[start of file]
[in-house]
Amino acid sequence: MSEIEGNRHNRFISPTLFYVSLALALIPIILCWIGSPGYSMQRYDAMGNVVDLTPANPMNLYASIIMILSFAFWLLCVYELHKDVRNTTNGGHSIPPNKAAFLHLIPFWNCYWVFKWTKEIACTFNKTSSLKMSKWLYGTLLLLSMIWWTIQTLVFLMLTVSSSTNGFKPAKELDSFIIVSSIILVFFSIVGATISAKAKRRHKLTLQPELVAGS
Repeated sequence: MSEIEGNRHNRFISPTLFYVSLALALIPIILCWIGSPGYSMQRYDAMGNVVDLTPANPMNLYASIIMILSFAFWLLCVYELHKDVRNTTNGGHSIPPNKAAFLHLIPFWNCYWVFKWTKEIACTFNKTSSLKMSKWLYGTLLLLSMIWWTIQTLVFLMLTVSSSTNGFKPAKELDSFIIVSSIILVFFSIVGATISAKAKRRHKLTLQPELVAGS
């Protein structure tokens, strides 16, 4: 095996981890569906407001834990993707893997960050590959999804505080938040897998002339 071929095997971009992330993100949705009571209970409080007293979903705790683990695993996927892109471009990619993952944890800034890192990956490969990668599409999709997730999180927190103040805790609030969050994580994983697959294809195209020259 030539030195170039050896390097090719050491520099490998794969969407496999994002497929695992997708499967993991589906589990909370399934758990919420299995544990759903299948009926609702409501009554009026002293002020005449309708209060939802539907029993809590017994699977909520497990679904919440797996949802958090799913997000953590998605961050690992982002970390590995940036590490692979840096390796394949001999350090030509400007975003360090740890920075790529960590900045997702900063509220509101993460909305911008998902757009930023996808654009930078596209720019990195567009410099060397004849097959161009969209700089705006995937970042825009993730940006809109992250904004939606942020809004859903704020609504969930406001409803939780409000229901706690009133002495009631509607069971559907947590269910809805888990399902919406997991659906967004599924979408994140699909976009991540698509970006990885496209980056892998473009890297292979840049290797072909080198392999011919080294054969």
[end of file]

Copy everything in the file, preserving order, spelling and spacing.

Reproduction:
[in-house]
Amino acid sequence: MSEIEGNRHNRFISPTLFYVSLALALIPIILCWIGSPGYSMQRYDAMGNVVDLTPANPMNLYASIIMILSFAFWLLCVYELHKDVRNTTNGGHSIPPNKAAFLHLIPFWNCYWVFKWTKEIACTFNKTSSLKMSKWLYGTLLLLSMIWWTIQTLVFLMLTVSSSTNGFKPAKELDSFIIVSSIILVFFSIVGATISAKAKRRHKLTLQPELVAGS
Repeated sequence: MSEIEGNRHNRFISPTLFYVSLALALIPIILCWIGSPGYSMQRYDAMGNVVDLTPANPMNLYASIIMILSFAFWLLCVYELHKDVRNTTNGGHSIPPNKAAFLHLIPFWNCYWVFKWTKEIACTFNKTSSLKMSKWLYGTLLLLSMIWWTIQTLVFLMLTVSSSTNGFKPAKELDSFIIVSSIILVFFSIVGATISAKAKRRHKLTLQPELVAGS
């Protein structure tokens, strides 16, 4: 095996981890569906407001834990993707893997960050590959999804505080938040897998002339 071929095997971009992330993100949705009571209970409080007293979903705790683990695993996927892109471009990619993952944890800034890192990956490969990668599409999709997730999180927190103040805790609030969050994580994983697959294809195209020259 030539030195170039050896390097090719050491520099490998794969969407496999994002497929695992997708499967993991589906589990909370399934758990919420299995544990759903299948009926609702409501009554009026002293002020005449309708209060939802539907029993809590017994699977909520497990679904919440797996949802958090799913997000953590998605961050690992982002970390590995940036590490692979840096390796394949001999350090030509400007975003360090740890920075790529960590900045997702900063509220509101993460909305911008998902757009930023996808654009930078596209720019990195567009410099060397004849097959161009969209700089705006995937970042825009993730940006809109992250904004939606942020809004859903704020609504969930406001409803939780409000229901706690009133002495009631509607069971559907947590269910809805888990399902919406997991659906967004599924979408994140699909976009991540698509970006990885496209980056892998473009890297292979840049290797072909080198392999011919080294054969």